Deconstructing My Personal Myth
I am a product of my cultural heritage, as everyone is. I was born in 1951, part of the baby boom that was a reaction to the horrors of two world wars punctuated by the Great Depression. The reaction was fueled by the cultural upheaval of the industrial revolution, the women’s suffrage movement, and the suburbanization of the middle and working class. The Boomers, as we are called, was the largest age-group in the history of the world until the Millennials caught up, and in America, we have shown that the rules and customs of previous generations are neither adequate nor valid for the present.
In America at the end of WWII, the great impulse was “back to normal.” Women left the workforce as the men came home—although my grandmother and most of the women in my family had worked in the cotton mills since they had opened in the early 1900s. Women’s clothing became almost as restrictive as in the 1860s with corseted waists and crinoline skirts—not the quasi-military suits of the 1940s. Many women had large families, 3, 4, or even 5 children, much like the large families of my grandparents, who had 8 and 10 siblings each.
The mechanization of the 20th century helped to collapse the extended family typical of my grandparents’ generation—people who had no electricity or running water until they moved into the mill villages built in the 1920s. They bought cars, driving them to church on Sunday, but walking to work every day. As people got used to the idea of driving, and as cars became easier to drive, and roads were built, people were willing to go further from home to work. My parents commuted over 30 miles one way through most of my childhood, leaving me and my brother at home after school or with a baby sitter—one of my cousins or a black woman. This was the 1960s, when many other kinds of work were not open to blacks, especially women.
The many labor-saving devices invented in the late 1800s and early 1900s gave women not only different tasks, but more of them, just as the invention of the sewing machine made possible the extreme ornamentation of women’s fashion in the 1870s and 80s. The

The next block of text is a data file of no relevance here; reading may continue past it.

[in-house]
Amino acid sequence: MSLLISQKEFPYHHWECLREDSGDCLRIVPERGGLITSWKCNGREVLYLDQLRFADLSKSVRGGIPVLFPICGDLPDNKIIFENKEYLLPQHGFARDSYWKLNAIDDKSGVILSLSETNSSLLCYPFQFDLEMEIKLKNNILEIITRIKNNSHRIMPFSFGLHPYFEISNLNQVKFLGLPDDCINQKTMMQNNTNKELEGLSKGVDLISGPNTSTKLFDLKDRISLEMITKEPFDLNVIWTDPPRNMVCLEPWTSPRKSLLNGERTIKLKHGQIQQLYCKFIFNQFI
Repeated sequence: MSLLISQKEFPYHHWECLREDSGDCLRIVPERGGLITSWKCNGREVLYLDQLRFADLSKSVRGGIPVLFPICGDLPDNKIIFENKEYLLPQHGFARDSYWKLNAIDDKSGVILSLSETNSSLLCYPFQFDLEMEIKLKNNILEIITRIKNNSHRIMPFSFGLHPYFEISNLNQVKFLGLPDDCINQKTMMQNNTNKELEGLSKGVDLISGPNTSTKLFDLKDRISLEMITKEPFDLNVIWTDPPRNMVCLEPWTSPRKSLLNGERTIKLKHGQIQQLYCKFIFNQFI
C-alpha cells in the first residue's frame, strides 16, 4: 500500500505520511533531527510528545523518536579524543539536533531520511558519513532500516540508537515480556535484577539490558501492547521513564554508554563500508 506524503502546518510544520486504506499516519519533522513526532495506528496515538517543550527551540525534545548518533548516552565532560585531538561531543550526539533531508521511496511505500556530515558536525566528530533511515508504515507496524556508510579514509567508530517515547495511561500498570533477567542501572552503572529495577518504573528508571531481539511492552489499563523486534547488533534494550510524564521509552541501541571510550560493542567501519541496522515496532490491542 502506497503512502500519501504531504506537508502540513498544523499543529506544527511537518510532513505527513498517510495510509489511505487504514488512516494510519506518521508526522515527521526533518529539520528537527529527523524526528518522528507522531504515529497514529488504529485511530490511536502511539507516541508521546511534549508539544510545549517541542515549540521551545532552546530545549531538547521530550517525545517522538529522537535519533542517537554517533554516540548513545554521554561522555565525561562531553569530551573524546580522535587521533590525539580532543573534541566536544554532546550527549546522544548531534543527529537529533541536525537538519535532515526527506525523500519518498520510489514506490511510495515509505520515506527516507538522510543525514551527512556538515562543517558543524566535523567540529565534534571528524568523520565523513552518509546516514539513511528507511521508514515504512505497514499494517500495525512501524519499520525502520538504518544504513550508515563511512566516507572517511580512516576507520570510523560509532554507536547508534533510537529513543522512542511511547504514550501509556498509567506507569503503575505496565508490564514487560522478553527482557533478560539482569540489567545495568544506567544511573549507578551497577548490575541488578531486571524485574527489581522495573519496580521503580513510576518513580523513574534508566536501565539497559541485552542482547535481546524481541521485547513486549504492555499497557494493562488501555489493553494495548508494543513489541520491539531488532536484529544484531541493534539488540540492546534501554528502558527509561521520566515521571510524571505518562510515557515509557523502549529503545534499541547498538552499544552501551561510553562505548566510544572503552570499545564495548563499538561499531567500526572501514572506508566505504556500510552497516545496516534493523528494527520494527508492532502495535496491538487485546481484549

In one generation, my grandparents went from large, farm-based, extended families with no electricity or running water, to the small, nuclear family that depended on industrial work for money. My parents helped turn the mill community into a bedroom community as they drove to the city to work, and eventually moved there—losing all knowledge of how to live on the land. My generation was raised on TV, and we became the first generation of children to be a demographic group for advertising. We were the first group of children to be raised in the shadow of global destruction from “the bomb.” I personally did not expect to live to be thirty.
When I was 4, (1955) Sen. Joseph McCarthy was interviewed by Edgar R. Murrow, ending McCarthy’s witch-hunt of communists. The power of TV was born, and a simple campaign slogan won the day: “I like Ike”.
- When I was 7 (1958) we watched the manned first rocket launch at school! Fidel Castro took power in Cuba in the Bay of Pigs and remained in power many years, though he died this year.
- When I was 9, (1960), the youngest president was elected; John Kennedy was 43. He was also the youngest president to be assassinated.
- When I was 11, (1962) we nearly had WWIII with the Cuban missile crisis.
- When I was 12, (1963), Kennedy was murdered, which ushered in Johnson’s Great Society and the Vietnam War.
- When I was 13, (1964), the most successful ad campaign in music was processed: the Beatles came to America. How innocent we all were then—long hair indeed. Lyndon Johnson started the Great Society, legislated for civil rights, and turned the military industrial complex loose in Vietnam. Boom times.